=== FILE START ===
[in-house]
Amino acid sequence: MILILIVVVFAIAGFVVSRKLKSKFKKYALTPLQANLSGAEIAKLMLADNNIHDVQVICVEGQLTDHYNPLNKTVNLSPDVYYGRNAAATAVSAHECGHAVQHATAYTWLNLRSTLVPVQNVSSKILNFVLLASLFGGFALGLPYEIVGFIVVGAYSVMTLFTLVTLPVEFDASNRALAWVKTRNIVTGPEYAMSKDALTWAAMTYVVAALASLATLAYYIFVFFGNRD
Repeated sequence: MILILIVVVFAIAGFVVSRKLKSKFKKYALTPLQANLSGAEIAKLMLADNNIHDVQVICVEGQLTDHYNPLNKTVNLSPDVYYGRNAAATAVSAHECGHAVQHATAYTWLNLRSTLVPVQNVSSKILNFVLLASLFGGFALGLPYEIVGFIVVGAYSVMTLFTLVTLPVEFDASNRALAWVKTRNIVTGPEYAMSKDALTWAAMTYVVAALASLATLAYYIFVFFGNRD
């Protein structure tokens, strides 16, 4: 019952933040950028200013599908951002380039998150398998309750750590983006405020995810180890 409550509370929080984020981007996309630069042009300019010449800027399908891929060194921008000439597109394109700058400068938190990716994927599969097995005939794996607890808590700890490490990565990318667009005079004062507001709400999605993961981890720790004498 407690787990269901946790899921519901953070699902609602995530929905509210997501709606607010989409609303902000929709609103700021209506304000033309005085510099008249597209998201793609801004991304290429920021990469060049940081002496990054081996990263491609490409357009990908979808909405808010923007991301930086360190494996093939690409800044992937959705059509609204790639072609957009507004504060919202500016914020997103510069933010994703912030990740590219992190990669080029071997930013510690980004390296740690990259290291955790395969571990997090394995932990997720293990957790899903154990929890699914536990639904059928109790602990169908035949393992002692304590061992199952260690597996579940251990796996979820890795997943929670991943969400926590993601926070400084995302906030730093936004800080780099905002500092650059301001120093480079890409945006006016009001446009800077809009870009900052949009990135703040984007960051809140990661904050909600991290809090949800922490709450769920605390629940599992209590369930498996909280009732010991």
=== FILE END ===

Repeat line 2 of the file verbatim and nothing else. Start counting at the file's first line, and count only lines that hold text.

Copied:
Amino acid sequence: MILILIVVVFAIAGFVVSRKLKSKFKKYALTPLQANLSGAEIAKLMLADNNIHDVQVICVEGQLTDHYNPLNKTVNLSPDVYYGRNAAATAVSAHECGHAVQHATAYTWLNLRSTLVPVQNVSSKILNFVLLASLFGGFALGLPYEIVGFIVVGAYSVMTLFTLVTLPVEFDASNRALAWVKTRNIVTGPEYAMSKDALTWAAMTYVVAALASLATLAYYIFVFFGNRD